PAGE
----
Along in Years Meaning
Definition: Someone who is old, growing old, or elderly.
The idiomatic expression along in years refers to someone who is old or elderly. Native English speakers use it as a euphemism to illustrate that someone is growing older.
When used in this context, the verb getting often precedes the phrase. This phrase originated in the late 1800s.
Ways to Use of Along in Years
This phrase can be preceded by a number of modifiers, one of which is well. If someone says he is well along in years, he means that the he is quite old.
Another modifier is the verb getting. Cathy might say Bill is “getting along in years.” This means that he is getting older. The similar idiomatic phrase on in years, when used to refer to age, carries the same meaning.
Although along in years can be preceded by a verb, it should not be confused with the verb phrase “[to] come along in years.” The latter refers to something that is the first or best of its kind to appear in several years and does not refer to age at all.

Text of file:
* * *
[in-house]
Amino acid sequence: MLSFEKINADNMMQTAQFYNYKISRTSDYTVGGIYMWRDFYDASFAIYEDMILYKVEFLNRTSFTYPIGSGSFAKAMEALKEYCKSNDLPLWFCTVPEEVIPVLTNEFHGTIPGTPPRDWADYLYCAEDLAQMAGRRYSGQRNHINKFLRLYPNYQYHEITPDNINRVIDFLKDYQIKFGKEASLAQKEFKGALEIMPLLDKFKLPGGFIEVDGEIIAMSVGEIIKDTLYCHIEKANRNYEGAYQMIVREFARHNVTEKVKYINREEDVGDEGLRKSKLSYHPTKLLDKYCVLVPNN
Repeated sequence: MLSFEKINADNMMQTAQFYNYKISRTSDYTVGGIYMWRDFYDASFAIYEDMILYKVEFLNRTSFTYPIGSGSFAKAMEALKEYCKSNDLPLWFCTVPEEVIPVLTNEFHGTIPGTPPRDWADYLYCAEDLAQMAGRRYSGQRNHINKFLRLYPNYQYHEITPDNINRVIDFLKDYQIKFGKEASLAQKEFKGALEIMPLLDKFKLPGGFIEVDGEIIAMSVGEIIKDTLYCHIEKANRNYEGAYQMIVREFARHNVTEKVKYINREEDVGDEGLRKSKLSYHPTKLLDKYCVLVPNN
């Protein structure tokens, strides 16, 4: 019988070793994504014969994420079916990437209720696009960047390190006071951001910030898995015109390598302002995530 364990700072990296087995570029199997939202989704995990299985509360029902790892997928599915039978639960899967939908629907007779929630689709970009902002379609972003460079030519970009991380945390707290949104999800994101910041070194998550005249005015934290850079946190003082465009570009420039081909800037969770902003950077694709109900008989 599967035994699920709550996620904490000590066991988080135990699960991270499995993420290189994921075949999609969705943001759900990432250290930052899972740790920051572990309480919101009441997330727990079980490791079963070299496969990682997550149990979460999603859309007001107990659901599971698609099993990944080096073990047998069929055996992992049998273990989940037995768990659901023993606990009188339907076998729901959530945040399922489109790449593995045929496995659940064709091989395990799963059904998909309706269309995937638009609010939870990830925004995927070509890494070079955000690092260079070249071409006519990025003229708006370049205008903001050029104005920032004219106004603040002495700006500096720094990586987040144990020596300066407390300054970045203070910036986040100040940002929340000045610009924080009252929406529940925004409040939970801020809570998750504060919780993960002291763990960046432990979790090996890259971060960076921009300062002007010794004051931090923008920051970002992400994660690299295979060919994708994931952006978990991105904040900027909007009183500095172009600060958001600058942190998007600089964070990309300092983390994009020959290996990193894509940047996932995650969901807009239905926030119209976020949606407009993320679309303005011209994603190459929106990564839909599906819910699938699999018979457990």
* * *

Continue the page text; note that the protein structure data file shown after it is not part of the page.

- This is the first great western movie to come along in year.
This means that a good western movie has not been released in several years.
Examples of Along in Years
This sample conversation between three family members shows how this phrase might be used in everyday speech.
Dwight: How are you feeling, Aunt Betty?
Maeve: You’ll have to speak up. Aunt Betty’s getting along in years, and her hearing is starting to get worse.
The English idiomatic expression along in years is used to refer to someone’s age, specifically someone who is older or is growing older.